APACHE, OKLAHOMA -- He likes a wind off the prairie and not just because of the way it billows a dancer's shawl.
As Bob Creeping Bear works on a sculpture, he explains, "Right now I'm just trying to get the movement where she's turning."
Bob Creeping Bear prefers winter too, and not just because it makes for cooler work.
"Machines don't heat up as fast and the stone is cooler too," he says.
Creeping Bear is an Arapaho name inherited from his father.
He is an Absentee Shawnee literally, having lived for years now in Apache, Oklahoma.
"I like this area," he says.
He works with limestone and marble from all over the world, but only at a quarry near here can he find the alabaster he really likes.
"Yeah," he agrees. "There's a quarry just down the road. That's the reason I moved to Apache."
"You've got quite a few pieces out in the yard to keep you busy," remarks a visitor.
"That's the one thing about stone," chuckles Creeping Bear. "There's no end to it. It's all over the place."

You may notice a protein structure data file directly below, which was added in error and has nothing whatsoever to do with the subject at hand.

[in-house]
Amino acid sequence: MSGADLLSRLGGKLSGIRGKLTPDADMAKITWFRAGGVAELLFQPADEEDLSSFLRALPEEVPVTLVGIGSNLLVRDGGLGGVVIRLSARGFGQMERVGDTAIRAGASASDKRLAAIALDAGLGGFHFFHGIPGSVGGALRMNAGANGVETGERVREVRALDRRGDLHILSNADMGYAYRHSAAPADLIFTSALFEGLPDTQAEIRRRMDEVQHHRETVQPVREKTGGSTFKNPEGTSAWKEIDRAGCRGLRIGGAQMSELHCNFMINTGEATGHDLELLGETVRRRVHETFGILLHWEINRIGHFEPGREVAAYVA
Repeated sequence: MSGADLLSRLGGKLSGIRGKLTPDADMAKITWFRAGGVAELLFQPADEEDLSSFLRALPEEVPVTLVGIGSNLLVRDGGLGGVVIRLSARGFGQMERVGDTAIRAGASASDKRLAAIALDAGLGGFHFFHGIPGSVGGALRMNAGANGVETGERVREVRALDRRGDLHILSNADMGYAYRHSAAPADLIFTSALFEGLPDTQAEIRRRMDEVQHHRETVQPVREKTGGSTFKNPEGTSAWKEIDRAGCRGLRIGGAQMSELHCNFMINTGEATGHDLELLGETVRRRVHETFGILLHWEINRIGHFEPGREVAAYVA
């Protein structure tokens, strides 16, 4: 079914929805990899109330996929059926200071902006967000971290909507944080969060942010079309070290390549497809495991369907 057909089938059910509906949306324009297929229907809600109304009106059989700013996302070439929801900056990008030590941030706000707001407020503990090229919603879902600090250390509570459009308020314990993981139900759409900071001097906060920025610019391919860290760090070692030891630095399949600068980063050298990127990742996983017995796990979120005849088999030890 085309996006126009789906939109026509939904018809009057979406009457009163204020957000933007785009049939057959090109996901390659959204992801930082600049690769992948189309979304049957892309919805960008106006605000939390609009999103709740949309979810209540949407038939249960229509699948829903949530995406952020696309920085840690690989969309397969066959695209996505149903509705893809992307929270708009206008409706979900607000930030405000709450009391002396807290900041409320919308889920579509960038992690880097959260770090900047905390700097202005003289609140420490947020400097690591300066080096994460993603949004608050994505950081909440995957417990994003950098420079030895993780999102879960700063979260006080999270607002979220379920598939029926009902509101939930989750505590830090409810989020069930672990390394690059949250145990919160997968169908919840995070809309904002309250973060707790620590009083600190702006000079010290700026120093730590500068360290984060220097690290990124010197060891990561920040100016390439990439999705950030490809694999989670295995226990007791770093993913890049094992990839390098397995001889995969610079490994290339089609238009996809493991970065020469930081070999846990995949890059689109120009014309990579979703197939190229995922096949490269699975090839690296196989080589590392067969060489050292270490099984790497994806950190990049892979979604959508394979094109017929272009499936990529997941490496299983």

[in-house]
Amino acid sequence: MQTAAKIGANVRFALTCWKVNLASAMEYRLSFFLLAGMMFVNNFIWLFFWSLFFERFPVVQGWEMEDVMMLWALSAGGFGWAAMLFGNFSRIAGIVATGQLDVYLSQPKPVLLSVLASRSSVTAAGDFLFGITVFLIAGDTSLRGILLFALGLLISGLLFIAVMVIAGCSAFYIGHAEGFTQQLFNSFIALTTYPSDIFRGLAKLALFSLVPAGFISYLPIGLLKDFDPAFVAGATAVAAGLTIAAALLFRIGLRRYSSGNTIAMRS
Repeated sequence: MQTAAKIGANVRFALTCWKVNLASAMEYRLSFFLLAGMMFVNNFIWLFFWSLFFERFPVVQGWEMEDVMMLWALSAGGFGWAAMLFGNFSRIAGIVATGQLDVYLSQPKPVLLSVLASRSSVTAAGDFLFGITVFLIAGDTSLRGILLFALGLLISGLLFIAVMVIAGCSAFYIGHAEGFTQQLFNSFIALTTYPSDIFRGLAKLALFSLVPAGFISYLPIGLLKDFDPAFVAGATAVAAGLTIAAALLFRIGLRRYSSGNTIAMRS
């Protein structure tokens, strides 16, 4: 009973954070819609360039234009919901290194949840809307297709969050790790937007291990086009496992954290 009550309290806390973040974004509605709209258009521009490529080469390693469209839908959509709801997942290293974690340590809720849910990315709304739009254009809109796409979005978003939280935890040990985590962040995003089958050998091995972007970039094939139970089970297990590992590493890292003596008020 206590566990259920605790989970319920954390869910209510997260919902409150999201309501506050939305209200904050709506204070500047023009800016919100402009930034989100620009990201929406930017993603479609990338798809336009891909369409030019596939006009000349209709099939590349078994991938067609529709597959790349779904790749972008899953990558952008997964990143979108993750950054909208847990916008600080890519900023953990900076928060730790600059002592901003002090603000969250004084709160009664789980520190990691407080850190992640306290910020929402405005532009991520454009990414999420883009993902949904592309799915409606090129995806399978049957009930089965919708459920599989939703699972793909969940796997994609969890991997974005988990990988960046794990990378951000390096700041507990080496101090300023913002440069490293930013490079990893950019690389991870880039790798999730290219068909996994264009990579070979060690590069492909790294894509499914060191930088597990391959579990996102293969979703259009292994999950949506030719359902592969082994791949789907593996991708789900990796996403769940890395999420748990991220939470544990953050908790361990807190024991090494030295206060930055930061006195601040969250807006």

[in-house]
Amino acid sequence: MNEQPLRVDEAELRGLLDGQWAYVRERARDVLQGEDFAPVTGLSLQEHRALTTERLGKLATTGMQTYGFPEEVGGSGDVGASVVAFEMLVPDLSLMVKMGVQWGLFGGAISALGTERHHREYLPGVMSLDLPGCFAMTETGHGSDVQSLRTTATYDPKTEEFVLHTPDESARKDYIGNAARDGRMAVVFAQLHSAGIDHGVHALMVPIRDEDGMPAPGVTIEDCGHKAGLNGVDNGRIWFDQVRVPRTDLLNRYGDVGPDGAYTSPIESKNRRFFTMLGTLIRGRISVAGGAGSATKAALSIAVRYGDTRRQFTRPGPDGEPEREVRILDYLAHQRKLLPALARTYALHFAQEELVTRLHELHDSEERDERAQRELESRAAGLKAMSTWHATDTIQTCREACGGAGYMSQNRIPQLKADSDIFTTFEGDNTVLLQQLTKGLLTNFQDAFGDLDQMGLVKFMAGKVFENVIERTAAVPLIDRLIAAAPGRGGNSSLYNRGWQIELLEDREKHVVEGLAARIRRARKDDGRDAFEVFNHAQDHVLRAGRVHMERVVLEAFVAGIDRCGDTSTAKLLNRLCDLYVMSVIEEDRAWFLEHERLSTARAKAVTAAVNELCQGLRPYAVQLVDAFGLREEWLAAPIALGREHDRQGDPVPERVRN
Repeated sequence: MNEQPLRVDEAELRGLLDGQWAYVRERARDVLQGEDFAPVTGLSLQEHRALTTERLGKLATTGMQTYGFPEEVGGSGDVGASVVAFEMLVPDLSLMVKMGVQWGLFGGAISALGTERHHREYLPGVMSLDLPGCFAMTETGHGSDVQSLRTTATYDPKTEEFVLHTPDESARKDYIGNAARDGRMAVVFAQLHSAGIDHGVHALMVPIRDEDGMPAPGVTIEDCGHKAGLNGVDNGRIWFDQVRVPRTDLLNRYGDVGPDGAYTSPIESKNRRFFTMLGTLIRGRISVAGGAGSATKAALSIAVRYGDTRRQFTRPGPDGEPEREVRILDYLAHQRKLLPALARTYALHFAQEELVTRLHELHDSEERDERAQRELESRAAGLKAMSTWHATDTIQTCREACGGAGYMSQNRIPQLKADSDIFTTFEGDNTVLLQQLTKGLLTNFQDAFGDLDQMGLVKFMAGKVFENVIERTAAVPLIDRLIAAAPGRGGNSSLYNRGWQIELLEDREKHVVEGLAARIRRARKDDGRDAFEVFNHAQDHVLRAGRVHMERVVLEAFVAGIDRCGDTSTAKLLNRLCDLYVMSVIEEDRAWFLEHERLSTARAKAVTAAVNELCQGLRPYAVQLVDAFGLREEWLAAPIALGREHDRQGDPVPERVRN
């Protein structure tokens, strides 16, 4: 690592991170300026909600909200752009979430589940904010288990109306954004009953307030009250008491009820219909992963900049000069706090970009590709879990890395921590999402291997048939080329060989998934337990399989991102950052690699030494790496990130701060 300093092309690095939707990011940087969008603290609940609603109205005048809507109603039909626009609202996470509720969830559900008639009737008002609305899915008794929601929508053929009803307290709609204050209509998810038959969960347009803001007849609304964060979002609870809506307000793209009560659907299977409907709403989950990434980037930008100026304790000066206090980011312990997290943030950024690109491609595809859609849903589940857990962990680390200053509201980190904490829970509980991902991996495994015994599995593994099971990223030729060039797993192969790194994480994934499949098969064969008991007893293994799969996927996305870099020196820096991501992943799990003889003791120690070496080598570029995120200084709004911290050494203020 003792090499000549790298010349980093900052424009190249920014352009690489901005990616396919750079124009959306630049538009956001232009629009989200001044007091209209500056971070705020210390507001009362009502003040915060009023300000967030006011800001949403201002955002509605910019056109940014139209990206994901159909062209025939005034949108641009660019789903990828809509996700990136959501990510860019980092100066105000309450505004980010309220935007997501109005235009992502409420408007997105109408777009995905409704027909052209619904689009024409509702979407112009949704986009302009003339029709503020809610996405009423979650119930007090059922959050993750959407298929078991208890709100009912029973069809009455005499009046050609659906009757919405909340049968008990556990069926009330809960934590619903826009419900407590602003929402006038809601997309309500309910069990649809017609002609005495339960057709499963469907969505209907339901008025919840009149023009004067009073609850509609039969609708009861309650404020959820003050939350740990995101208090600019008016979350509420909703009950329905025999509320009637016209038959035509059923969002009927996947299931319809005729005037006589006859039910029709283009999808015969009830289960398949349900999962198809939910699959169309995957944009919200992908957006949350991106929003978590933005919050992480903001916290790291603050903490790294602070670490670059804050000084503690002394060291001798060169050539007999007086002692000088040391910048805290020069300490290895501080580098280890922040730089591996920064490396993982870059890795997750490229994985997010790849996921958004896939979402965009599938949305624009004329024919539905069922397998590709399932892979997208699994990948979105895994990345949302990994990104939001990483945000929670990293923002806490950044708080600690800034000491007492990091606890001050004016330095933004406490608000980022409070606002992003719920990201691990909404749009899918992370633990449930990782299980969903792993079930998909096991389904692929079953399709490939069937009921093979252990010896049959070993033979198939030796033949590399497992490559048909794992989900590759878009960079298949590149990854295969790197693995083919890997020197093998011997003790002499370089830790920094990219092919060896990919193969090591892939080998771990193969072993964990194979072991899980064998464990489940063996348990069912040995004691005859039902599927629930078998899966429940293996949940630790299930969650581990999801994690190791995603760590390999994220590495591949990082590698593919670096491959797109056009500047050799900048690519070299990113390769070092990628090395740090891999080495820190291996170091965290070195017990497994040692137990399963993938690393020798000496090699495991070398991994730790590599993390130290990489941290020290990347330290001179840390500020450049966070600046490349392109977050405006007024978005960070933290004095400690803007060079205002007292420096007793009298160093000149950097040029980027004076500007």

Bob great up at Indian schools all over the state, from Goodland to Chilocco.
He learned to paint for art and weld for money.
Working in an auto body shop got him thinking about sculpture, and so for more than thirty years now that's what he's done, pitting himself against the stone to see what comes out the other side.
"Accept the challenge of doing it," he says. "Instead of just wondering about it. If you don't try you'll always wonder."
Bob can't work like he used to.
But this time of year the stone speaks loudest.
His answer always comes through a type of revelation.
The native spirits of Oklahoma, locked away in rock, break free with the help of a patient Creeping Bear.
"Each stone is different," he says. "It has it's own grain and stuff like that."
Bob used to show his work at galleries all over the Southwest. He only uses one now and it's close to home, the Red Door Gallery in Medicine Park.
For more information on Creeping Bear or the gallery go to their Facebook page at www.facebook.com/pages/Red-Door-Gallery/1435327826686388